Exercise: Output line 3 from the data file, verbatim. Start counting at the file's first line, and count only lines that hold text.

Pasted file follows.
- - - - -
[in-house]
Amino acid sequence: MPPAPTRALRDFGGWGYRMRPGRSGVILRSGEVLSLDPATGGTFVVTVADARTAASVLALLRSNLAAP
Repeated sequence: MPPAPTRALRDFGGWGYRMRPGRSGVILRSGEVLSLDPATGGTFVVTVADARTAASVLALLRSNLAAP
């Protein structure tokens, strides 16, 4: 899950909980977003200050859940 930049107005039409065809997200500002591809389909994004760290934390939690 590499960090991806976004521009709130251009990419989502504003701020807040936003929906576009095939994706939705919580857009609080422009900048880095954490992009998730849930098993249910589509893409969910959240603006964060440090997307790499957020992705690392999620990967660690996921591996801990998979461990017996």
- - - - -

Repeated sequence: MPPAPTRALRDFGGWGYRMRPGRSGVILRSGEVLSLDPATGGTFVVTVADARTAASVLALLRSNLAAP